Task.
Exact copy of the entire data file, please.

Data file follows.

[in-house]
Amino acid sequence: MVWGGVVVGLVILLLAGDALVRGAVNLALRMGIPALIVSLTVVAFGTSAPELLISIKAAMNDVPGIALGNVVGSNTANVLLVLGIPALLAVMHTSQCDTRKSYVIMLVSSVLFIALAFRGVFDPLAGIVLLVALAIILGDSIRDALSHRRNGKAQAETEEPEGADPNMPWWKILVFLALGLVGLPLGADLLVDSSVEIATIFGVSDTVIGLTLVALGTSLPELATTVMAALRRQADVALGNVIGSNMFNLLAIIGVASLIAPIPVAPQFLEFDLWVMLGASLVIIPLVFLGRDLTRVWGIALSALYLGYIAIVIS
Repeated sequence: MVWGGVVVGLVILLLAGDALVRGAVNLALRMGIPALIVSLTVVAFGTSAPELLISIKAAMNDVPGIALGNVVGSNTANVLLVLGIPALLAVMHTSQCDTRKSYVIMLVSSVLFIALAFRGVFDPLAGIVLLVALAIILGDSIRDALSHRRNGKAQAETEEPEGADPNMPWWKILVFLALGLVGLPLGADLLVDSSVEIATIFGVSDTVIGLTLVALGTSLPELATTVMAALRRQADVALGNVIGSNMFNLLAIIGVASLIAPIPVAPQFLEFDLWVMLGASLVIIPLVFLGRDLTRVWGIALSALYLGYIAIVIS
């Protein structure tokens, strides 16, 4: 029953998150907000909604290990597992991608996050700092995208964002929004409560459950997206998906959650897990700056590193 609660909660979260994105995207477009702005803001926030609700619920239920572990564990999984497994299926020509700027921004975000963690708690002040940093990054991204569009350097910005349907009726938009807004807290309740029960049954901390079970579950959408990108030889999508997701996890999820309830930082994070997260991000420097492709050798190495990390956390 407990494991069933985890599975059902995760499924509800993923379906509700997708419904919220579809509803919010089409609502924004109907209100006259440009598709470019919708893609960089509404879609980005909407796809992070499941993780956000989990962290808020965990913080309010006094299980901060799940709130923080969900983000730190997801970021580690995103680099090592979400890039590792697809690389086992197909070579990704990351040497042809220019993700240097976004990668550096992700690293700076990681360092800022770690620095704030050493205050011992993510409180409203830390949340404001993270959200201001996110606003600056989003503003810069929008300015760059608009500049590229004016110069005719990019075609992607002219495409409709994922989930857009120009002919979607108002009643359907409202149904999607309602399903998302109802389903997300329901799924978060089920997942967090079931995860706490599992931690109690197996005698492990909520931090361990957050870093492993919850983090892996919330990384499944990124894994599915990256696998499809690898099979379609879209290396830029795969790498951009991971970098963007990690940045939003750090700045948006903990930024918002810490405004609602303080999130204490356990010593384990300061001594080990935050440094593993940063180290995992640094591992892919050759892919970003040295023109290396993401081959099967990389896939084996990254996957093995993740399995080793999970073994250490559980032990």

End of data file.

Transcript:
[in-house]
Amino acid sequence: MVWGGVVVGLVILLLAGDALVRGAVNLALRMGIPALIVSLTVVAFGTSAPELLISIKAAMNDVPGIALGNVVGSNTANVLLVLGIPALLAVMHTSQCDTRKSYVIMLVSSVLFIALAFRGVFDPLAGIVLLVALAIILGDSIRDALSHRRNGKAQAETEEPEGADPNMPWWKILVFLALGLVGLPLGADLLVDSSVEIATIFGVSDTVIGLTLVALGTSLPELATTVMAALRRQADVALGNVIGSNMFNLLAIIGVASLIAPIPVAPQFLEFDLWVMLGASLVIIPLVFLGRDLTRVWGIALSALYLGYIAIVIS
Repeated sequence: MVWGGVVVGLVILLLAGDALVRGAVNLALRMGIPALIVSLTVVAFGTSAPELLISIKAAMNDVPGIALGNVVGSNTANVLLVLGIPALLAVMHTSQCDTRKSYVIMLVSSVLFIALAFRGVFDPLAGIVLLVALAIILGDSIRDALSHRRNGKAQAETEEPEGADPNMPWWKILVFLALGLVGLPLGADLLVDSSVEIATIFGVSDTVIGLTLVALGTSLPELATTVMAALRRQADVALGNVIGSNMFNLLAIIGVASLIAPIPVAPQFLEFDLWVMLGASLVIIPLVFLGRDLTRVWGIALSALYLGYIAIVIS
């Protein structure tokens, strides 16, 4: 029953998150907000909604290990597992991608996050700092995208964002929004409560459950997206998906959650897990700056590193 609660909660979260994105995207477009702005803001926030609700619920239920572990564990999984497994299926020509700027921004975000963690708690002040940093990054991204569009350097910005349907009726938009807004807290309740029960049954901390079970579950959408990108030889999508997701996890999820309830930082994070997260991000420097492709050798190495990390956390 407990494991069933985890599975059902995760499924509800993923379906509700997708419904919220579809509803919010089409609502924004109907209100006259440009598709470019919708893609960089509404879609980005909407796809992070499941993780956000989990962290808020965990913080309010006094299980901060799940709130923080969900983000730190997801970021580690995103680099090592979400890039590792697809690389086992197909070579990704990351040497042809220019993700240097976004990668550096992700690293700076990681360092800022770690620095704030050493205050011992993510409180409203830390949340404001993270959200201001996110606003600056989003503003810069929008300015760059608009500049590229004016110069005719990019075609992607002219495409409709994922989930857009120009002919979607108002009643359907409202149904999607309602399903998302109802389903997300329901799924978060089920997942967090079931995860706490599992931690109690197996005698492990909520931090361990957050870093492993919850983090892996919330990384499944990124894994599915990256696998499809690898099979379609879209290396830029795969790498951009991971970098963007990690940045939003750090700045948006903990930024918002810490405004609602303080999130204490356990010593384990300061001594080990935050440094593993940063180290995992640094591992892919050759892919970003040295023109290396993401081959099967990389896939084996990254996957093995993740399995080793999970073994250490559980032990």